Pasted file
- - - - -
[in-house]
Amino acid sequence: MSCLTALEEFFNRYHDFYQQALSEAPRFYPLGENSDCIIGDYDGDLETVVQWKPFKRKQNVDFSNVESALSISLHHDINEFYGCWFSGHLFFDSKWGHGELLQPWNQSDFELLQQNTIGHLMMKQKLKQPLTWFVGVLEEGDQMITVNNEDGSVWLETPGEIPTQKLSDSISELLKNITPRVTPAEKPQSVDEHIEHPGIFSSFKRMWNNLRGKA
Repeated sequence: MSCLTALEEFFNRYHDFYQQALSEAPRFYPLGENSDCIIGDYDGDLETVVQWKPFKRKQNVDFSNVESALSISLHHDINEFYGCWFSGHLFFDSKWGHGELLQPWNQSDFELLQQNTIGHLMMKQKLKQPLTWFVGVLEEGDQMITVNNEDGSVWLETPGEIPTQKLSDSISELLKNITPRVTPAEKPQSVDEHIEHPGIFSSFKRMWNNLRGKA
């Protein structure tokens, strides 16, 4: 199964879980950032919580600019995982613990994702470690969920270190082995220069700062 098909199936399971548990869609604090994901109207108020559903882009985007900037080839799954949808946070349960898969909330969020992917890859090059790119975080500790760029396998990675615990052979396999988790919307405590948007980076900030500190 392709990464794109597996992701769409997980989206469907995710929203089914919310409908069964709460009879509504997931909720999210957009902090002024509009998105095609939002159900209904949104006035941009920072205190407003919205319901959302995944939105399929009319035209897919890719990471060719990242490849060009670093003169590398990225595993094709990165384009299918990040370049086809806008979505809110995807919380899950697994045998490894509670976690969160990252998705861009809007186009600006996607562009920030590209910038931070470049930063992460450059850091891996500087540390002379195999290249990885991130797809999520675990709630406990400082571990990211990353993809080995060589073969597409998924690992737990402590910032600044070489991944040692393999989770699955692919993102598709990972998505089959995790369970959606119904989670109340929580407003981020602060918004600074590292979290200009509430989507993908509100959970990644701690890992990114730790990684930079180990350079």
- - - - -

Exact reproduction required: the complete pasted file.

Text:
[in-house]
Amino acid sequence: MSCLTALEEFFNRYHDFYQQALSEAPRFYPLGENSDCIIGDYDGDLETVVQWKPFKRKQNVDFSNVESALSISLHHDINEFYGCWFSGHLFFDSKWGHGELLQPWNQSDFELLQQNTIGHLMMKQKLKQPLTWFVGVLEEGDQMITVNNEDGSVWLETPGEIPTQKLSDSISELLKNITPRVTPAEKPQSVDEHIEHPGIFSSFKRMWNNLRGKA
Repeated sequence: MSCLTALEEFFNRYHDFYQQALSEAPRFYPLGENSDCIIGDYDGDLETVVQWKPFKRKQNVDFSNVESALSISLHHDINEFYGCWFSGHLFFDSKWGHGELLQPWNQSDFELLQQNTIGHLMMKQKLKQPLTWFVGVLEEGDQMITVNNEDGSVWLETPGEIPTQKLSDSISELLKNITPRVTPAEKPQSVDEHIEHPGIFSSFKRMWNNLRGKA
């Protein structure tokens, strides 16, 4: 199964879980950032919580600019995982613990994702470690969920270190082995220069700062 098909199936399971548990869609604090994901109207108020559903882009985007900037080839799954949808946070349960898969909330969020992917890859090059790119975080500790760029396998990675615990052979396999988790919307405590948007980076900030500190 392709990464794109597996992701769409997980989206469907995710929203089914919310409908069964709460009879509504997931909720999210957009902090002024509009998105095609939002159900209904949104006035941009920072205190407003919205319901959302995944939105399929009319035209897919890719990471060719990242490849060009670093003169590398990225595993094709990165384009299918990040370049086809806008979505809110995807919380899950697994045998490894509670976690969160990252998705861009809007186009600006996607562009920030590209910038931070470049930063992460450059850091891996500087540390002379195999290249990885991130797809999520675990709630406990400082571990990211990353993809080995060589073969597409998924690992737990402590910032600044070489991944040692393999989770699955692919993102598709990972998505089959995790369970959606119904989670109340929580407003981020602060918004600074590292979290200009509430989507993908509100959970990644701690890992990114730790990684930079180990350079």